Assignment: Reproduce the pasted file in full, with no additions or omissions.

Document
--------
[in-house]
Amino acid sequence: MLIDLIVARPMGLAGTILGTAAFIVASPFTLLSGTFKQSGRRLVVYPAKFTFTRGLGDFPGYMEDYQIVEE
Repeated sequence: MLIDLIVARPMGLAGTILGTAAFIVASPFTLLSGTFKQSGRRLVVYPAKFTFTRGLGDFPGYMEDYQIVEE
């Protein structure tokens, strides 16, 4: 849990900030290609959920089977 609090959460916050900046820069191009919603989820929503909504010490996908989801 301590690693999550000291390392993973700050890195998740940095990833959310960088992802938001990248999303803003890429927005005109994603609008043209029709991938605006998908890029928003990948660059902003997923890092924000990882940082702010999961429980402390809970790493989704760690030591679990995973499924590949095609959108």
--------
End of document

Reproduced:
[in-house]
Amino acid sequence: MLIDLIVARPMGLAGTILGTAAFIVASPFTLLSGTFKQSGRRLVVYPAKFTFTRGLGDFPGYMEDYQIVEE
Repeated sequence: MLIDLIVARPMGLAGTILGTAAFIVASPFTLLSGTFKQSGRRLVVYPAKFTFTRGLGDFPGYMEDYQIVEE
């Protein structure tokens, strides 16, 4: 849990900030290609959920089977 609090959460916050900046820069191009919603989820929503909504010490996908989801 301590690693999550000291390392993973700050890195998740940095990833959310960088992802938001990248999303803003890429927005005109994603609008043209029709991938605006998908890029928003990948660059902003997923890092924000990882940082702010999961429980402390809970790493989704760690030591679990995973499924590949095609959108």